Researchers observe anomalously bright single-molecule upconversion electroluminescence phenomenon by StuffsEarth

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Tuning driving voltages for anomalously bright UCEL. Credit: USTC

A research group has developed a new and highly efficient upconversion luminescence mechanism by scanning tunneling microscopy (STM) induced luminescence to observe an extraordinarily bright single-molecule upconversion electroluminescence (UCEL) phenomenon for the first time. The results are published in Nature Communications.

UCEL is a kind of phenomenon in which a material emits high-energy photons under low-energy electronic excitation. An in-depth understanding of the micro-mechanisms of these interactions and the micro-processes of energy conversion is crucial for expanding the applications of the upconversion process in organic optoelectronic devices, as well as in photosynthesis.

The researchers were led by Prof. Zhenchao Dong from University of Science and Technology of China (USTC) of Chinese Academy of Sciences. Prof. Dong’s group has long been devoted to developing a coupling technique that combines high spatial resolution characterization of STM with highly sensitive detection by optical techniques, which provides a powerful means of observing and modulating the optoelectronic behaviors of molecules on a single-molecule level.

While limited by the inefficiency of inelastic electron scattering excitation, the efficiency of the single-molecule upconversion luminescence proposed by the group is very low. Besides, efficient upconversion luminescence mechanisms in macroscopic systems, such as triplet-triplet annihilation and the Oechs effect, are difficult to function effectively in single-molecule systems. Hence, achieving efficient single-molecule UCEL is still a challenge.

Combining STM-induced luminescence technology and controlled engineering of the energy-level alignment at the single-molecule interface, the team succeeded in improving the efficiency of single-molecule UCEL by more than one order of magnitude compared with that previously reported. Surprisingly, they found that the intensity of single-molecule upconversion luminescence measured under upconversion bias even exceeds that of electroluminescence under normal bias.

The researchers found that the limitations of the inefficient inelastic electron-molecule scattering could be eliminated through the fine-tuning of the energy-level alignment at the molecular interface, realizing a brand-new high-efficiency upconversion excitation mechanism that involves the pure carrier injection process.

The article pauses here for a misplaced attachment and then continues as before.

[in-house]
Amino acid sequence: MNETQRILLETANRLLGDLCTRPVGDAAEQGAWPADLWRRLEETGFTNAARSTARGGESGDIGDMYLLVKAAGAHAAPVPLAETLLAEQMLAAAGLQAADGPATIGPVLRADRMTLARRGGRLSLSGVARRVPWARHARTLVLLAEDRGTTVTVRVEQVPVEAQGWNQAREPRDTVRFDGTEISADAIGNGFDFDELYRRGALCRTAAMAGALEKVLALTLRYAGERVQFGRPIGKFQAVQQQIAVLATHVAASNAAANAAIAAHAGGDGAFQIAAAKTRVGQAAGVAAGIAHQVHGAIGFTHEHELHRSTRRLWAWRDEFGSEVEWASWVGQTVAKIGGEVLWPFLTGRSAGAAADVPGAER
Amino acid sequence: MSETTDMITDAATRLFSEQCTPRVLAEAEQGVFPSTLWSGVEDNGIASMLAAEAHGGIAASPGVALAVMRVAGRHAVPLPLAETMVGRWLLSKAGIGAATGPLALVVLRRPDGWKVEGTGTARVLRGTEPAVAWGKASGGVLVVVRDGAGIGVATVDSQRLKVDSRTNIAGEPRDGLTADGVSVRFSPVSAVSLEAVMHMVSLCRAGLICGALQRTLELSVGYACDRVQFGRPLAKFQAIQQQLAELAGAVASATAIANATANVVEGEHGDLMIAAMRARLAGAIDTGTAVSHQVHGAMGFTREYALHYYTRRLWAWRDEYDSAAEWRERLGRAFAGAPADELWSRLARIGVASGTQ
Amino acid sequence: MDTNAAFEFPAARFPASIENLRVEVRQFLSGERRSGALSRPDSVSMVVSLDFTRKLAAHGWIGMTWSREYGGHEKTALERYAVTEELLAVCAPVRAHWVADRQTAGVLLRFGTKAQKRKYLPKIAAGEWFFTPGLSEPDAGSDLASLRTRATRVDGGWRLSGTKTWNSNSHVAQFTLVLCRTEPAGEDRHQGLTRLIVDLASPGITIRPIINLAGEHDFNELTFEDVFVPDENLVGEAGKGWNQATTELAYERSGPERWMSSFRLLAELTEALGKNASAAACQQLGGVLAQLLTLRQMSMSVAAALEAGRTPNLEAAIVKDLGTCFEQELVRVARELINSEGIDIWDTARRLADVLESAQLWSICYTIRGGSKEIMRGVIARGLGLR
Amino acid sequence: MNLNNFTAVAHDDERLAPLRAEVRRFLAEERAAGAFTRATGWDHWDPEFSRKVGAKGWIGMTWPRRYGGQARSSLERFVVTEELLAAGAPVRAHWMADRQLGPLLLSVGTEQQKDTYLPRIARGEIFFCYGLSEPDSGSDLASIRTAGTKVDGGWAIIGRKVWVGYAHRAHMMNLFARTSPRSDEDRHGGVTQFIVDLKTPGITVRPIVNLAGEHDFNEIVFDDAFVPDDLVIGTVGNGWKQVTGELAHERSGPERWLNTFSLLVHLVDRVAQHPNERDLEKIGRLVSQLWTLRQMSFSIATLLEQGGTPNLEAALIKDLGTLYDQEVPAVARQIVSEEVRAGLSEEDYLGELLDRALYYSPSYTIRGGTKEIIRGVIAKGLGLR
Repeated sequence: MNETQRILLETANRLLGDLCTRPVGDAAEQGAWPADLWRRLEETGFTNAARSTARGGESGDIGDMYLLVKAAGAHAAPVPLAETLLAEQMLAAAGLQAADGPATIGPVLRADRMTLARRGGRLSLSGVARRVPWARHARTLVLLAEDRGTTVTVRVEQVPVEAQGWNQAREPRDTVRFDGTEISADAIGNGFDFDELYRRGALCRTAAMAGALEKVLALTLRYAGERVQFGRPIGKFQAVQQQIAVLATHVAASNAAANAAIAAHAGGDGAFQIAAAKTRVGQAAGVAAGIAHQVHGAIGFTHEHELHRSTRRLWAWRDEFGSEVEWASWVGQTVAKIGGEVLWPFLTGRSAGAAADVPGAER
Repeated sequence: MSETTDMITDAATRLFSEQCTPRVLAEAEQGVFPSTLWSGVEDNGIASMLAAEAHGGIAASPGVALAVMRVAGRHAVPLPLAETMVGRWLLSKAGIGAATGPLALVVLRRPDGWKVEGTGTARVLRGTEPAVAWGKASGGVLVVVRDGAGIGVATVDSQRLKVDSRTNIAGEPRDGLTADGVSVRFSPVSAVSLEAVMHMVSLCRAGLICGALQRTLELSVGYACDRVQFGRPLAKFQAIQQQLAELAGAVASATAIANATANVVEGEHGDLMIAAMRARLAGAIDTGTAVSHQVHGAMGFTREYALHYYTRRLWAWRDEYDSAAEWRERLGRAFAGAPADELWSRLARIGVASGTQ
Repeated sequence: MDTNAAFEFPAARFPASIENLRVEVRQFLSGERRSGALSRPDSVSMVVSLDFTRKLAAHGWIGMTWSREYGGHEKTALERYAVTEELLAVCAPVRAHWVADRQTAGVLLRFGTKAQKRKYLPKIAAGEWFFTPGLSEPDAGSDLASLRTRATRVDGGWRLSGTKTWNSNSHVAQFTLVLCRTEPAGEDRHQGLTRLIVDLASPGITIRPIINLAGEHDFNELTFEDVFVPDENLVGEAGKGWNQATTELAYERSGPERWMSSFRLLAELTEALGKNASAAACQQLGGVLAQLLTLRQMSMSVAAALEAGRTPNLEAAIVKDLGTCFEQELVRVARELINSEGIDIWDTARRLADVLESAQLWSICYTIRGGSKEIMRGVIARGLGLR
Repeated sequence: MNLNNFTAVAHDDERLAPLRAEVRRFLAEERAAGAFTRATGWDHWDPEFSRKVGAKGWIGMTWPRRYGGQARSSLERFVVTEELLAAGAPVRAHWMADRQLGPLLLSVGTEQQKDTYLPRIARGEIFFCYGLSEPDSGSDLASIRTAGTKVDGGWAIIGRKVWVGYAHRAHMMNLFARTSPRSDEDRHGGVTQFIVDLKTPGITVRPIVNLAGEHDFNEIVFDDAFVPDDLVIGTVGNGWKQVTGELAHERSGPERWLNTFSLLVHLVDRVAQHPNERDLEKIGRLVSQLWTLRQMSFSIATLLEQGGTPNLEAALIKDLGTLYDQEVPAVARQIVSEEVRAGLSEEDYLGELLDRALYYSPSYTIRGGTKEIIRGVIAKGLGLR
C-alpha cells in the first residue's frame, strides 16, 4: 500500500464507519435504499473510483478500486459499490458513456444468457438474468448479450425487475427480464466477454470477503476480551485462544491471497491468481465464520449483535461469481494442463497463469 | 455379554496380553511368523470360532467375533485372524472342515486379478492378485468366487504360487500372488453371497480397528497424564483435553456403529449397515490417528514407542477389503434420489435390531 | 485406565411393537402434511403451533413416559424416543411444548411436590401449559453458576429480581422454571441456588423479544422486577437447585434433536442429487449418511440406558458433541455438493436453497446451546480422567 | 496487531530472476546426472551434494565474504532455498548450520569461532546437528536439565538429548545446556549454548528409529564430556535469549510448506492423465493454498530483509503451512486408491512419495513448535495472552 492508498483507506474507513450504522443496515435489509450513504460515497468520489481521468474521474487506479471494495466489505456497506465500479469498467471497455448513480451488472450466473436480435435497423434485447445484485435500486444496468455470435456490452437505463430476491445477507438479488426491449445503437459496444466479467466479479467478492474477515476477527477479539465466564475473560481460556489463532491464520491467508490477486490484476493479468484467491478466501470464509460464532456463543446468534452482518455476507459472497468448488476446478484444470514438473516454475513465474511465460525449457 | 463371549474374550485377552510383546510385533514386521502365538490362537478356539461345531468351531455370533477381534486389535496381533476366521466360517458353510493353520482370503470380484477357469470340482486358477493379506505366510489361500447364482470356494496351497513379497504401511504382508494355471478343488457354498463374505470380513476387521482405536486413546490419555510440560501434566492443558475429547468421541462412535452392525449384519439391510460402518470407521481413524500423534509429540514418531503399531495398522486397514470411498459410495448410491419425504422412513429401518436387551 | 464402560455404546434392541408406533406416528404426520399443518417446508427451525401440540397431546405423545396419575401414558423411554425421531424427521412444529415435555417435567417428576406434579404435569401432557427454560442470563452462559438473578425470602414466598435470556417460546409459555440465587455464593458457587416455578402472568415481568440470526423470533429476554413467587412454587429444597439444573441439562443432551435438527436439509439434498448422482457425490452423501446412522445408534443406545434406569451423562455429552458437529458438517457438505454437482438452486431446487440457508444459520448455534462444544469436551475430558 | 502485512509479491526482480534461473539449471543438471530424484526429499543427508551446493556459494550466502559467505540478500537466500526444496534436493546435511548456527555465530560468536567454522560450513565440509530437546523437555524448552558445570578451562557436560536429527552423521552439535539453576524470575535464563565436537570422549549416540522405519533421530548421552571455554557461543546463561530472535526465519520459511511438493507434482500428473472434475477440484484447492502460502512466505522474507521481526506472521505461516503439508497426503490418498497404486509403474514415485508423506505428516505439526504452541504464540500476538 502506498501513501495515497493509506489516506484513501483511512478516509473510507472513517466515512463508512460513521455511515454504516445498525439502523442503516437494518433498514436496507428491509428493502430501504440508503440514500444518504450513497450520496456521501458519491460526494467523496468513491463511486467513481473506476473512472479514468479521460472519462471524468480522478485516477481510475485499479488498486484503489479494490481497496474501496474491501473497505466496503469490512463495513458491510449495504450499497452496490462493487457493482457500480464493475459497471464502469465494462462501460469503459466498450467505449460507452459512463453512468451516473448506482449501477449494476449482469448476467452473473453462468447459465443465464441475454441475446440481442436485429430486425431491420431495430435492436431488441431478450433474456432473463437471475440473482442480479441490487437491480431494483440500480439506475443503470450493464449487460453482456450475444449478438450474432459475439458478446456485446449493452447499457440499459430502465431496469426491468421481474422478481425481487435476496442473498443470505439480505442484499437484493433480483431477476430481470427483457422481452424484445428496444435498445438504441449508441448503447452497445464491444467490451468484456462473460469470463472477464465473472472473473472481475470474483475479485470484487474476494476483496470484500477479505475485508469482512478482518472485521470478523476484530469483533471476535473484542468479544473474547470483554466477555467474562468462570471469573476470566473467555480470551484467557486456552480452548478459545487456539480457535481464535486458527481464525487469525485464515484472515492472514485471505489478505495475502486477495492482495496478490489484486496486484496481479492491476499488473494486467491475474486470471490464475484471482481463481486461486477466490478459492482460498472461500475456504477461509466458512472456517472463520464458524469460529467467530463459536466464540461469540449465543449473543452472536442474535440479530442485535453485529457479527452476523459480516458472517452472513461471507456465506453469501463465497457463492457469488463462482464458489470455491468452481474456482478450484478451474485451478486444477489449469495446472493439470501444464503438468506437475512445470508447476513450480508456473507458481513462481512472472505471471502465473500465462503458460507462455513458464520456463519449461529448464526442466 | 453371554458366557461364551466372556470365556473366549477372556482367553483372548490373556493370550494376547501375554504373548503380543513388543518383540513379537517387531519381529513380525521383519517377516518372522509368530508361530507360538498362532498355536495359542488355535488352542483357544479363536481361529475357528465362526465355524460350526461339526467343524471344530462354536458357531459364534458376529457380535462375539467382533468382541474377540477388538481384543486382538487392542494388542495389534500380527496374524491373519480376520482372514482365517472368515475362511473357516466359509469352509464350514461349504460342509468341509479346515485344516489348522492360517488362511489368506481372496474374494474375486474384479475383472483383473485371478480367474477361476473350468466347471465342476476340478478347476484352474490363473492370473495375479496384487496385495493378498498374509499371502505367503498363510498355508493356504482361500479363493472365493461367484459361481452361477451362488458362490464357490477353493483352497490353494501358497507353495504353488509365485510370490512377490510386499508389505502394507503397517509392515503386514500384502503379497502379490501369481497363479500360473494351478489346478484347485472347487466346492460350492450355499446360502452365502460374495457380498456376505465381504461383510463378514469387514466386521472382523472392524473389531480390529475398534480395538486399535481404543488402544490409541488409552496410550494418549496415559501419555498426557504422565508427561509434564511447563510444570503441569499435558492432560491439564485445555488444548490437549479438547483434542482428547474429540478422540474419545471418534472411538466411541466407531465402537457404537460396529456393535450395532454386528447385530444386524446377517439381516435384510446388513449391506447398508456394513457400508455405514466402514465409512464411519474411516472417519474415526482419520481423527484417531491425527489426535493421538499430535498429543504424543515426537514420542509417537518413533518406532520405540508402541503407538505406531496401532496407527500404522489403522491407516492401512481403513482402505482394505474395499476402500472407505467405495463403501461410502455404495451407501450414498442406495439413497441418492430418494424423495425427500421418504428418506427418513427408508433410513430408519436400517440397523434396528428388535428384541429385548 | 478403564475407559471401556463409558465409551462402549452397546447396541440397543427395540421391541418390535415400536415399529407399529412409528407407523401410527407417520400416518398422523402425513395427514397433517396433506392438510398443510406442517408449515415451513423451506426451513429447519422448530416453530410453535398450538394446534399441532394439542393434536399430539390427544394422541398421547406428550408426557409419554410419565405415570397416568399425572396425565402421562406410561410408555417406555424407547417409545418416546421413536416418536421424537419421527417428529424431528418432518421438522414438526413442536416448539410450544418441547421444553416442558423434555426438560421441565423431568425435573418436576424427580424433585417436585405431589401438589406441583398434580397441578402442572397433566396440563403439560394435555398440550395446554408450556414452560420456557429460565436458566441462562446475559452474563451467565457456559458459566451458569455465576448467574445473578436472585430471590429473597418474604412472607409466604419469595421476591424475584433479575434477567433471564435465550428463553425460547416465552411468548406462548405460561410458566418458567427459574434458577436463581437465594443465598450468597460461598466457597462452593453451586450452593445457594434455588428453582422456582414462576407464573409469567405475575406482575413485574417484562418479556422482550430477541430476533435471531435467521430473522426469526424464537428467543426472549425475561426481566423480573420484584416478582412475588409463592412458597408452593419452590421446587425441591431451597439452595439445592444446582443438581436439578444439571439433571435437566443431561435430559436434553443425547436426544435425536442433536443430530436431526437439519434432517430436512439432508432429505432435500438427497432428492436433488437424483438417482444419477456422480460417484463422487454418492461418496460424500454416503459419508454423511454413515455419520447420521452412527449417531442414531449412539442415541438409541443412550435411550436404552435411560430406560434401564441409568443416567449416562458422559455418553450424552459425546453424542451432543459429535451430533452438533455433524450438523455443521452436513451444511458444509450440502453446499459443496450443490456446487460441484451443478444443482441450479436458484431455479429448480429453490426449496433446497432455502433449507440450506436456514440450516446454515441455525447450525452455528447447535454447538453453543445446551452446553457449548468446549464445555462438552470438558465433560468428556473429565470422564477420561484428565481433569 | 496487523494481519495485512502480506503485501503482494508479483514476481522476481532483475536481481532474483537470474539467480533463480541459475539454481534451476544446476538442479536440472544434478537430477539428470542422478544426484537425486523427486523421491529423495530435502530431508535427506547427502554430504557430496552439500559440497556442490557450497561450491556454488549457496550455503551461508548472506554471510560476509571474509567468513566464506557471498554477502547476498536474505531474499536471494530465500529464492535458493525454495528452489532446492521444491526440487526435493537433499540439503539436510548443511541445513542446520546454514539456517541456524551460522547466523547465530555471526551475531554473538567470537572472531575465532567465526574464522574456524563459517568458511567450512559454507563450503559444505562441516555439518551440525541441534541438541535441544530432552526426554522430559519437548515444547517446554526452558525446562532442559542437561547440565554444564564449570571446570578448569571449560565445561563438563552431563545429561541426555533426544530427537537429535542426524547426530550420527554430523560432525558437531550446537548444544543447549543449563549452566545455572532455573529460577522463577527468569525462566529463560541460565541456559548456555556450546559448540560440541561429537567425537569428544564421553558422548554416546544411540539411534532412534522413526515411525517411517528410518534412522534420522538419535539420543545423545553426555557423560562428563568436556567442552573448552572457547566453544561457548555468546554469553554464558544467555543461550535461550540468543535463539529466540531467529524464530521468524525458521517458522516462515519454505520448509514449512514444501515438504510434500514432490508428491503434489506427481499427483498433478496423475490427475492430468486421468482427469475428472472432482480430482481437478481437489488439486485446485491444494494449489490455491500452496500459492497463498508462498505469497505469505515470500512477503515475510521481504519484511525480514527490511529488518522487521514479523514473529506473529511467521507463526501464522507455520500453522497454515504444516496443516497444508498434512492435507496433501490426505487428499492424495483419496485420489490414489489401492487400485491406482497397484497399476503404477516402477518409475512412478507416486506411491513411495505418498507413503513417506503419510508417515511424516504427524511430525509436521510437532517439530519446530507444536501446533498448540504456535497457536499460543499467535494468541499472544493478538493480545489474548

The mechanism can make good use of the spin triplet state of a single molecule, the anionic and cationic charging states, etc., and these were set as intermediate states. Based on the mechanism, the energy of two low-energy tunneling electrons was transferred into the molecule sequentially through a multi-step carrier injection process, achieving efficient excitation of UCEL from spin triplet to singlet molecule excitons.

According to the new mechanism proposed by Prof. Dong and colleagues, the upconversion luminescence efficiency is over two orders of magnitude higher than the previously reported upconversion luminescence efficiency involving inelastic scattering processes.

The researchers also further developed a theoretical model based on the quantum master equation and constructed an electroluminescence map for understanding the luminescence efficiency of single molecules in relation to the energy-level alignment.

This model not only visualized the prerequisites for achieving efficient upconversion luminescence, but also revealed the dependence of single-molecule electroluminescence on bias and energy-level alignment.

The study improves the efficiency of single-molecule upconversion electroluminescence, and provides a new understanding of the single-molecule scale nonlinear electro-optical conversion process.

More information:
Yang Luo et al, Anomalously bright single-molecule upconversion electroluminescence, Nature Communications (2024). DOI: 10.1038/s41467-024-45450-5

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Researchers observe anomalously bright single-molecule upconversion electroluminescence phenomenon (2024, April 1)
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